A transfer station is a building or a processing site for the temporary deposition of waste. Transfer stations are often used as places where the public and local waste collection vehicles deposit their waste prior to compaction and/or collection by a larger vehicle. These larger vehicles transport the waste to the point of disposal, be that landfill, composting or sorting/recycling facility. Transfer stations may also be known as “Resource Recovery Parks”
Diversion at a transfer station
Many different materials can be diverted from the route towards landfill, at a transfer station. Check with your local council or private transfer station as acceptable materials will vary from site to site.
The following materials may be accepted.
- Bottles in glass and plastic codes 1 and 2
- Scrap metal (but not fencing wire)
- Garden waste
- Gib (Gypsum plasterboard)
- Fluorescent lights
- Waste oil
- Vehicle batteries
- LPG cylinders
- Clean clothing
- Giftware, Knick-knacks, household tools and utensils
The advantages of a transfer station are:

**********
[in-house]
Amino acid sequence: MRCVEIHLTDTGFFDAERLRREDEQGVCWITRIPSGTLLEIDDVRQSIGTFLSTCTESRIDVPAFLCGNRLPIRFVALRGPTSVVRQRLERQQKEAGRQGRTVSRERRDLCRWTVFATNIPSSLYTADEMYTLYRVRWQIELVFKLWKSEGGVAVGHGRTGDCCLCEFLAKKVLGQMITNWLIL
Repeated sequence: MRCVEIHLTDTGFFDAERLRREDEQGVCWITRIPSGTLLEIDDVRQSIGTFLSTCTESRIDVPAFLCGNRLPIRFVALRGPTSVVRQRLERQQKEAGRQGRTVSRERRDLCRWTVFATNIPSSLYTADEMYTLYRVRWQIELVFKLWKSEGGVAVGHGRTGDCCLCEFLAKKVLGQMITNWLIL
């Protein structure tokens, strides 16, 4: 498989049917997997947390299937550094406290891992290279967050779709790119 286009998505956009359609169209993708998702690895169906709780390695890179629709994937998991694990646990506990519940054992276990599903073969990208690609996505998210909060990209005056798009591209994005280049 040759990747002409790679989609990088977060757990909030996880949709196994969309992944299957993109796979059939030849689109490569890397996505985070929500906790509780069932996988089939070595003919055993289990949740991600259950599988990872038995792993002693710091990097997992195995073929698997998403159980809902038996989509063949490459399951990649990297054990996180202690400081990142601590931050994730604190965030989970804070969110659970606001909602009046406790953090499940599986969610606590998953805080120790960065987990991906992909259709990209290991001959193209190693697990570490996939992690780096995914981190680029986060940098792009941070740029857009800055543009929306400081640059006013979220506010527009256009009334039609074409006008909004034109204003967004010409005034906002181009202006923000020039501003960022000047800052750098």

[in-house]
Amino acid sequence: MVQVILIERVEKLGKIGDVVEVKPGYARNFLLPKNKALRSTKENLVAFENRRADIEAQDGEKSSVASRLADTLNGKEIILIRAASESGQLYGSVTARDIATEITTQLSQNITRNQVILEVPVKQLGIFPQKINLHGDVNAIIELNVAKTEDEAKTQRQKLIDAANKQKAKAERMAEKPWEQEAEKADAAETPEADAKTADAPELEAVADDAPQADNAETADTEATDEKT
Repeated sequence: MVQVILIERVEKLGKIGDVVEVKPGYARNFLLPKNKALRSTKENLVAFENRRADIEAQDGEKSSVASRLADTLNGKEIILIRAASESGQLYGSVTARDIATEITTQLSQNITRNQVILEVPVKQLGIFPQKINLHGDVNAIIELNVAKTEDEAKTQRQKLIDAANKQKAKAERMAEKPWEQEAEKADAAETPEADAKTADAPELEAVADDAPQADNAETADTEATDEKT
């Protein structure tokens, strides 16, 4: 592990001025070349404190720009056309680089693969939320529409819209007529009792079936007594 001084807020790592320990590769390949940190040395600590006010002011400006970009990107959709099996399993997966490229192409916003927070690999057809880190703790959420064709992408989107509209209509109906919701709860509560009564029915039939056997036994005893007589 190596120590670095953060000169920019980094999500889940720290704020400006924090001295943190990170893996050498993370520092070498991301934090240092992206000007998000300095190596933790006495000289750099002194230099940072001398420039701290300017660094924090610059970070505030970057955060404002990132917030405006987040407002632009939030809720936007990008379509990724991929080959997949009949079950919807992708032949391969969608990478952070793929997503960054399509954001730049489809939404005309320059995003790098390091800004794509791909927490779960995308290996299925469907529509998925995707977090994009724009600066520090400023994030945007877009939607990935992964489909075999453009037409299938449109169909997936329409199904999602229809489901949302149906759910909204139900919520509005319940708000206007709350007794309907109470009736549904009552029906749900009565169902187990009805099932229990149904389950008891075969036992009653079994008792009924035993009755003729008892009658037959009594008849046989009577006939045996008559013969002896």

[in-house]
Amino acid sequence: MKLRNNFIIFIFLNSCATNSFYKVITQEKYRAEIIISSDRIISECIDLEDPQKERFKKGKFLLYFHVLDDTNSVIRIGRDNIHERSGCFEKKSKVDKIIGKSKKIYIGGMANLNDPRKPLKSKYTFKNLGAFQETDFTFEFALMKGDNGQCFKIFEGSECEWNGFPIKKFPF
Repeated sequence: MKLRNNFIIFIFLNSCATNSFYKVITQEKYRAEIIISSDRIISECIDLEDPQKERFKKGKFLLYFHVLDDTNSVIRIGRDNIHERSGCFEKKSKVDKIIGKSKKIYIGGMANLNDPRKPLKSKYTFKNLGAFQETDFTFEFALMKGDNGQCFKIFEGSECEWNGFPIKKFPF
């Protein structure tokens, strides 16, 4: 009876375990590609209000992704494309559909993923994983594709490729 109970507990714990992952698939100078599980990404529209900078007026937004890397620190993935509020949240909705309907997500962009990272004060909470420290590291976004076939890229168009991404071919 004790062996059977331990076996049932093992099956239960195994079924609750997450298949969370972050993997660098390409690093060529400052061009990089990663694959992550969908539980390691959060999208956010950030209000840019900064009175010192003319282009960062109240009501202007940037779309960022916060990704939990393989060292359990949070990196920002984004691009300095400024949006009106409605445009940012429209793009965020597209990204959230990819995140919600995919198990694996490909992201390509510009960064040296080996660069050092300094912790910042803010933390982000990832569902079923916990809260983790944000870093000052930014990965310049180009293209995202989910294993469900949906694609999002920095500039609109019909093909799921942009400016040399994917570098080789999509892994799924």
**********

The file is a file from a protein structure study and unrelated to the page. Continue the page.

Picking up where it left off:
- Transfer stations are designed and managed with public safety in mind.
- A reduction of traffic at the landfill. Only large commercial waste haulage vehicles should enter the landfill tipping site direct. Smaller waste firms and the public use the transfer station and this reduces pressure on the landfill access roads
- Less working area at the tip face is required and this allows for better environmental control and capping at the landfill.
- Because the refuse is compacted at the transfer station, it provides a greater payload for the transfer trailers and reduces the number of truck trips that need to be made to the landfill..
Fees and Charges
Many transfer stations have weighbridges, to allow for accurate recording of tonnes of materials diverted, and to weigh materials heading to landfill. Charges in this case are by weight. Other charges may rely on estimated or measured volume, or the vehicle size.
Check your local council for details of fees and charges.